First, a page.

Editor's note: This report has been updated to reflect that House Bill 5334 will require the Cypress Creek Drainage Improvement District's temporary board of directors to receive approval from the city of Houston, not all municipal utility districts in the Cypress Creek watershed.

A bill has been filed in the 88th Texas Legislature proposing the creation of the Cypress Creek Drainage Improvement District. If approved, the bill would take effect Sept. 1.

What happened: State Rep. Sam Harless, R-Spring, filed House Bill 5334 on March 30, according to the Texas Legislature’s website.

If approved in the ongoing 88th legislative session, this bill would:
  • Create a board of five temporary directors; and
  • Require an election to be called for five permanent directors and to confirm the creation of the district.
The back story: The Cypress Creek Flooding Task Force initially proposed the creation of the Cypress Creek Drainage Improvement District in May to help mitigate flooding in the Cypress Creek watershed, which covers largely unincorporated communities.
  • The Cypress Creek watershed has a history of flooding, having received 29.3 inches of rainfall during Hurricane Harvey in 2017, which flooded 9,450 homes within the watershed, according to the Harris County Flood Control District.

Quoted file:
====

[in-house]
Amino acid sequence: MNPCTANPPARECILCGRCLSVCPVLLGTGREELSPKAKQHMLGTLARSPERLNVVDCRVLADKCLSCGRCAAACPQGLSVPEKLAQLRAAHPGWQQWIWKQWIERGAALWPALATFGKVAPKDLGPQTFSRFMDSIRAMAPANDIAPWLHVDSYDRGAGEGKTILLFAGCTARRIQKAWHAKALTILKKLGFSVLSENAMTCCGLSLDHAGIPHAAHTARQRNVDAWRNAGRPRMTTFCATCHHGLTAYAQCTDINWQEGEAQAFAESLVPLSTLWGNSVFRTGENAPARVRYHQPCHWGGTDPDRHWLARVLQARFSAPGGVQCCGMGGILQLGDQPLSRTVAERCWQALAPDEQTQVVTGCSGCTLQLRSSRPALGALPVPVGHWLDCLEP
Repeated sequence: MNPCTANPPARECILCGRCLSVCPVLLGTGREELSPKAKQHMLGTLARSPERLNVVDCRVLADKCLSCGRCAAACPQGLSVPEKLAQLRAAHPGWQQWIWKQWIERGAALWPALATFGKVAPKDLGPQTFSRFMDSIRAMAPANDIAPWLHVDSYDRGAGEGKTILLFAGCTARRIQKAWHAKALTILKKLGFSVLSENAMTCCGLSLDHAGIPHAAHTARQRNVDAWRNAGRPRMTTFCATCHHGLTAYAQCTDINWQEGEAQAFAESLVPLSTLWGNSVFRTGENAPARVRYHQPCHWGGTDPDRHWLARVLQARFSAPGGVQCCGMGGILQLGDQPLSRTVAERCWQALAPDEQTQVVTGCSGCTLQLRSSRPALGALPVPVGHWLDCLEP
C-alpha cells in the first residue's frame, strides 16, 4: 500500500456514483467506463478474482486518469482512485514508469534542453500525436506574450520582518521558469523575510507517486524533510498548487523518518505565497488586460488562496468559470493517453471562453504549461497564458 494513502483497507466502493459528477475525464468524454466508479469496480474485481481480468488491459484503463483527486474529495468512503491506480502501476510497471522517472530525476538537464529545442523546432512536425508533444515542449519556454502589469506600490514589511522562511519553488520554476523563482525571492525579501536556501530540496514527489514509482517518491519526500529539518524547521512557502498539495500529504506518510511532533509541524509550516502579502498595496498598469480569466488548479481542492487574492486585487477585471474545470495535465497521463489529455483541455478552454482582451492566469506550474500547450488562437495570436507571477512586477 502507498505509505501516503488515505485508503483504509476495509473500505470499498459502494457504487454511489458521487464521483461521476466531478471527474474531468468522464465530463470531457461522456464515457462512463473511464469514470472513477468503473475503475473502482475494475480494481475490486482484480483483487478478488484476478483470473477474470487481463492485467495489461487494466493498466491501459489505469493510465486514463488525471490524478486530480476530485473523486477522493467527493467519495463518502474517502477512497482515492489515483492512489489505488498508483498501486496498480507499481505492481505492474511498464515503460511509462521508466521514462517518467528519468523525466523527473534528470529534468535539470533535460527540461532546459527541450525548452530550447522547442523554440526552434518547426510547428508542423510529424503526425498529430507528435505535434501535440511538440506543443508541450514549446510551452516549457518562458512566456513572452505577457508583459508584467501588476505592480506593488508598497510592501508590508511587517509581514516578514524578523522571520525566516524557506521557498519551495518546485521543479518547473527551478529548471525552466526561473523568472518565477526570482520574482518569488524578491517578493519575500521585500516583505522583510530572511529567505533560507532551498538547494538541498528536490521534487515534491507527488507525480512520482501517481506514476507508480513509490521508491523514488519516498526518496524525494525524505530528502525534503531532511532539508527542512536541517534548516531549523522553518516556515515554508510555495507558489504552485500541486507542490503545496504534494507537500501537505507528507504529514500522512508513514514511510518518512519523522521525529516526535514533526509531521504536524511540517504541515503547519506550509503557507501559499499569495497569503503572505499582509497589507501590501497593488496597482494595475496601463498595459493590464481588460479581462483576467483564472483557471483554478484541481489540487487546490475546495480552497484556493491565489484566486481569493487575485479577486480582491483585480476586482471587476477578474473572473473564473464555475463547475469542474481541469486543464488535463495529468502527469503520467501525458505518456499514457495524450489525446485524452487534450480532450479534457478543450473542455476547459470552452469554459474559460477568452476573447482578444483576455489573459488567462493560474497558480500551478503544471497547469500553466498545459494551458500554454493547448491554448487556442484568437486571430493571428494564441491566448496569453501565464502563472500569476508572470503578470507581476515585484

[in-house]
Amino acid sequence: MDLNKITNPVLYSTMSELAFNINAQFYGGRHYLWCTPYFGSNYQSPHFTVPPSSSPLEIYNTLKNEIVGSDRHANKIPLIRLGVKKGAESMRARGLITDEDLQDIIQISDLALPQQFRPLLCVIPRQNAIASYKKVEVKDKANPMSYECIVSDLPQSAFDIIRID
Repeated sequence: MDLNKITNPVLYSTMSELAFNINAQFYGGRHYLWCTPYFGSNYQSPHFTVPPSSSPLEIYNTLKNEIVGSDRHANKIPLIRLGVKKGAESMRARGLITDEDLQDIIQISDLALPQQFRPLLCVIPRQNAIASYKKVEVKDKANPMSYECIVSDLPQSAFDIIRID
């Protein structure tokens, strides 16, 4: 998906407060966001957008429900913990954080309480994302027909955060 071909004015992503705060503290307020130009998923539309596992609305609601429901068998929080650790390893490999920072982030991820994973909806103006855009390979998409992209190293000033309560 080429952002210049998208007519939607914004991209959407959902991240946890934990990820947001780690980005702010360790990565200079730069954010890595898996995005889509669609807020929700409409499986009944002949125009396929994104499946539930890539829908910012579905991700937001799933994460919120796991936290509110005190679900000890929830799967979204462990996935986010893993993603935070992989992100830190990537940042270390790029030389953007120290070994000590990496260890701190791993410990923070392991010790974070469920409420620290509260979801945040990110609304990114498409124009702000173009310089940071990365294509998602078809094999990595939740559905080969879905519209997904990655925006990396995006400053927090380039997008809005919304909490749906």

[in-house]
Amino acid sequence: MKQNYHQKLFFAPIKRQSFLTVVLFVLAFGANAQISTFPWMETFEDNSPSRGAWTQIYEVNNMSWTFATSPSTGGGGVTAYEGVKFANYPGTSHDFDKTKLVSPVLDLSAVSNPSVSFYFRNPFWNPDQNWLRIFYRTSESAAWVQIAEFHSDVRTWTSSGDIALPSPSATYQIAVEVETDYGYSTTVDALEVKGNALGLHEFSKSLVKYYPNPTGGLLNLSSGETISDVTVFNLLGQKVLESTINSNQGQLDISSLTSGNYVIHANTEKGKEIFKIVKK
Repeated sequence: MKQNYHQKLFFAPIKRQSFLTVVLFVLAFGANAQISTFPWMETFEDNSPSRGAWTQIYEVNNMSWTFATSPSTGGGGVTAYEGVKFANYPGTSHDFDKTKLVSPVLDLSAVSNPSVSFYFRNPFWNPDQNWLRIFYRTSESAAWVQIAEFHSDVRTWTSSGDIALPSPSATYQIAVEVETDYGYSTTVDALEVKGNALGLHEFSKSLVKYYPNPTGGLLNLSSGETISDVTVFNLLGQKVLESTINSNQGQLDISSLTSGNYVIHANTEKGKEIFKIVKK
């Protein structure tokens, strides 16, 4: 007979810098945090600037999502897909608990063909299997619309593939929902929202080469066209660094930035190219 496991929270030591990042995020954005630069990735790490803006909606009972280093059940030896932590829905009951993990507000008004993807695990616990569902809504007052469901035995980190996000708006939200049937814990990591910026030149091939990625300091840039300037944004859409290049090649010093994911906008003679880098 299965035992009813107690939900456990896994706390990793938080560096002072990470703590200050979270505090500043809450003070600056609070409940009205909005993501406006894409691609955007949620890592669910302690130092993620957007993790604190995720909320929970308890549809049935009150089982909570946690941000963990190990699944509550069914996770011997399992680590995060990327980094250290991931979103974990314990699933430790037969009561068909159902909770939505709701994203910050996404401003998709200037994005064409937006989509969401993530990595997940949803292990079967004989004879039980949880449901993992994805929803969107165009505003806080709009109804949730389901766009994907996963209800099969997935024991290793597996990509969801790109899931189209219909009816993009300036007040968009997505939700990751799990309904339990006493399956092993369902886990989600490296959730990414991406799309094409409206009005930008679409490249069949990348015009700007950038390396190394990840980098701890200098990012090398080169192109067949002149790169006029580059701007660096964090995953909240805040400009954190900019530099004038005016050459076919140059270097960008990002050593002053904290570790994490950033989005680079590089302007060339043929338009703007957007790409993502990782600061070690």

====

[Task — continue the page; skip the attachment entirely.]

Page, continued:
The details: HB 5334 states:
  • The Cypress Creek Drainage Improvement District’s boundaries would run the area of the Cypress Creek watershed, except for areas falling within the cities of Waller and Prairie View.
  • The district would not have the powers of eminent domain, to impose a tax or to issue bonds.
  • If an election is not called by Sept. 1, 2027, the district would be dissolved.
Those named to the proposed district’s temporary board of directors—who are also members of the Cypress Creek Flooding Task Force—are:
  • Joe Myers and Mark Adam;
  • Barbara Schlattman, chair of the Green Medians Project; and
  • Calvin Cobb and Clara Lewis.
What’s next: The next steps for HB 5334 to be passed in the ongoing legislative session are:
  • The bill will be considered by the House of Representatives and the Senate, needing two-thirds of the members’ approval to pass.
  • To hold an election for a permanent board, the temporary directors must get the approval of each municipality falling within the district’s boundaries. This includes the city of Houston only, according to task force President Glenn Wilkerson.